Population Attributable Fractions of Psychiatric Disorders and Behavioral Outcomes Associated With Combat Exposure Among US Men
Prigerson, Holly G.
Maciejewski, Paul K.
Rosenheck, Robert A.
American Journal of Public Health 2002 January; 92(1): 59-63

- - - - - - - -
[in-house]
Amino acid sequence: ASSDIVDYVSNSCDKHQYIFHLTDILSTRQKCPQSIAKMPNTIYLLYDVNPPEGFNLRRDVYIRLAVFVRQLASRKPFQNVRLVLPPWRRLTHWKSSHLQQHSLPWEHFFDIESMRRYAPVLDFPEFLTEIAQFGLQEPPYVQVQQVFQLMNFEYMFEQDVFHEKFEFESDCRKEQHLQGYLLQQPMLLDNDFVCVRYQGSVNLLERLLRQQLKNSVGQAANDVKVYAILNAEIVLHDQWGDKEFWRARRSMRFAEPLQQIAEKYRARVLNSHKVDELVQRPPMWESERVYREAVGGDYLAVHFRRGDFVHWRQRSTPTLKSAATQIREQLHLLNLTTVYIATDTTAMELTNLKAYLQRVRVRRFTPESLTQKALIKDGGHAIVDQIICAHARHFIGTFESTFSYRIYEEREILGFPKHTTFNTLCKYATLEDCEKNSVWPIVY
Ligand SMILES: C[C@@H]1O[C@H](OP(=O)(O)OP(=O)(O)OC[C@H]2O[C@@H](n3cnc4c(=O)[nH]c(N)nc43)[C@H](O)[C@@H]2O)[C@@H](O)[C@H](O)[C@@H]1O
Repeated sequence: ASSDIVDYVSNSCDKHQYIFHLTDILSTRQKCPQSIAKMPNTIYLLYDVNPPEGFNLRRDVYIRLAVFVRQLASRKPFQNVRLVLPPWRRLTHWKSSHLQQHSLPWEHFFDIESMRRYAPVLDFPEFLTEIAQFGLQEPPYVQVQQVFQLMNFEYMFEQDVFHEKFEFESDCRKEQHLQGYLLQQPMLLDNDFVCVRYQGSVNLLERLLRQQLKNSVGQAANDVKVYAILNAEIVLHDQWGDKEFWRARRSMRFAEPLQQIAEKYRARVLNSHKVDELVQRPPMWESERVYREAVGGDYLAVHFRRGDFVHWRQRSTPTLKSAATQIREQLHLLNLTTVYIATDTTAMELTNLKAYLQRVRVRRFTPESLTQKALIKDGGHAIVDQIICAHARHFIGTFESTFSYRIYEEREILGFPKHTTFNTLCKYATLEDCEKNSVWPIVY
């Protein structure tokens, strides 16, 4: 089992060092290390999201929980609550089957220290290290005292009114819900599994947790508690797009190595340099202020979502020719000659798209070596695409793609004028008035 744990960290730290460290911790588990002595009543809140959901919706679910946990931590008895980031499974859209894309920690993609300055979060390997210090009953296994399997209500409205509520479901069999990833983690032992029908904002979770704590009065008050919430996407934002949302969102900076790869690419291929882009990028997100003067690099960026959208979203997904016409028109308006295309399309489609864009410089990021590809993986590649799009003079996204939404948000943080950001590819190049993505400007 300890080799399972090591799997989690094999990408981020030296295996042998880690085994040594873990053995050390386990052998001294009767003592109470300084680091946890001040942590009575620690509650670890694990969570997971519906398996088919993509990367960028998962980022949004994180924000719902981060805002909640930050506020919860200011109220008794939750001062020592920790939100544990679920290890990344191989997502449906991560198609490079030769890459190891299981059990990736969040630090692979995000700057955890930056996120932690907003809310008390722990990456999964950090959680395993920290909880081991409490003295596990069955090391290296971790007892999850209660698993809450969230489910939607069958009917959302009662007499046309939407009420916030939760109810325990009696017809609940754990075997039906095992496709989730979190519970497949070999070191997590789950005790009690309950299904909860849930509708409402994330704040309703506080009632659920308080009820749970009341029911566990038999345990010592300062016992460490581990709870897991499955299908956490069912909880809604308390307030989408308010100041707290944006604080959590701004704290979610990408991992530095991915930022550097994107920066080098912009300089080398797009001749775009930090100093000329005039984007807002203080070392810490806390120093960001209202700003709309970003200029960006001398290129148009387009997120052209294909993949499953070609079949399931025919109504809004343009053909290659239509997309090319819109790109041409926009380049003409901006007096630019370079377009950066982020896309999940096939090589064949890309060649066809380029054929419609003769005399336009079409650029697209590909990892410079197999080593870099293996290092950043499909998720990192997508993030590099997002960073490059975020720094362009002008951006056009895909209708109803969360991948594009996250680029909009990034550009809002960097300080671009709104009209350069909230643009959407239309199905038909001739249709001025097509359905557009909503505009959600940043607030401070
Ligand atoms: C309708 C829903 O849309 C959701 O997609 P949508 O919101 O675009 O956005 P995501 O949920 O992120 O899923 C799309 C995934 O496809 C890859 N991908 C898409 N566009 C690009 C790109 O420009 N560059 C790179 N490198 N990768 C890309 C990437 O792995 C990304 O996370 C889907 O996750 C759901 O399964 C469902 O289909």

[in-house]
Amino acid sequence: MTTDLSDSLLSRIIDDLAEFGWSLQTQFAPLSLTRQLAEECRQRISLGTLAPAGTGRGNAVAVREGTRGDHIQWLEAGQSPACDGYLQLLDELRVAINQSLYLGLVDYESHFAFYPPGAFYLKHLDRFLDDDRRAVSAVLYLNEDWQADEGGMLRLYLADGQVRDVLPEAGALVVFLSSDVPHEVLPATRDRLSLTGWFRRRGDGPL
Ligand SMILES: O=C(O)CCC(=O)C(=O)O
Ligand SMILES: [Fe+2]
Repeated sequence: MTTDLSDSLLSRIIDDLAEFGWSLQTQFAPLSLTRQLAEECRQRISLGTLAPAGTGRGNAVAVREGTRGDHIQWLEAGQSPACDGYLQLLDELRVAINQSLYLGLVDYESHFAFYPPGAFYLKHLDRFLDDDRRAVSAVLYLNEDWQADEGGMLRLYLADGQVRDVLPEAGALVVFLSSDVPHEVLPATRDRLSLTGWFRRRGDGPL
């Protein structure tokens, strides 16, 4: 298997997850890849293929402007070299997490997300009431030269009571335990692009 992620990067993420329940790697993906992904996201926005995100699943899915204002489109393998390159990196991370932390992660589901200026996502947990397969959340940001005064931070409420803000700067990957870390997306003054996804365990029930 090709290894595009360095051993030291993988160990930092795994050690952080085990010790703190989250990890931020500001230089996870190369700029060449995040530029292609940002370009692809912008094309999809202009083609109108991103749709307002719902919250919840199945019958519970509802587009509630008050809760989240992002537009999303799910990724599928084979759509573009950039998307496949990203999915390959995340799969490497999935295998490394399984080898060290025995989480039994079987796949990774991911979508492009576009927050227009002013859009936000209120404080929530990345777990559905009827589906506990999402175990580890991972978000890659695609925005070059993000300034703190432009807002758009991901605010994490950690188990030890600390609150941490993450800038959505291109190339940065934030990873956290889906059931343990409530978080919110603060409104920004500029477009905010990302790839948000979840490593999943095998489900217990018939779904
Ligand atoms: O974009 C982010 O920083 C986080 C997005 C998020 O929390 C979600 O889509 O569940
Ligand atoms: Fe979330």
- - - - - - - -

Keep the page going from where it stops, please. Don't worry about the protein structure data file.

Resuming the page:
OBJECTIVES: This study determined the percentage of adverse outcomes in US men attributable to combat exposure. METHODS: Standardized psychiatric interviews (modified Diagnostic Interview Schedule and Composite International Diagnostic Interview assessments) were administered to a representative national sample of 2583 men aged 18 to 54 in the National Comorbidity Survey part II subsample. RESULTS: Adjusted attributable fraction estimates indicated that the following were significantly attributable to combat exposure: 27.8% of 12-month posttraumatic stress disorder, 7.4% of 12-month major depressive disorder, 8% of 12-month substance abuse disorder, 11.7% of 12-month job loss, 8.9% of current unemployment, 7.8% of current divorce or separation, and 21% of current spouse or partner abuse. CONCLUSIONS: Combat exposure results in substantial morbidity lasting decades and accounts for significant and multifarious forms of dysfunction at the national level.
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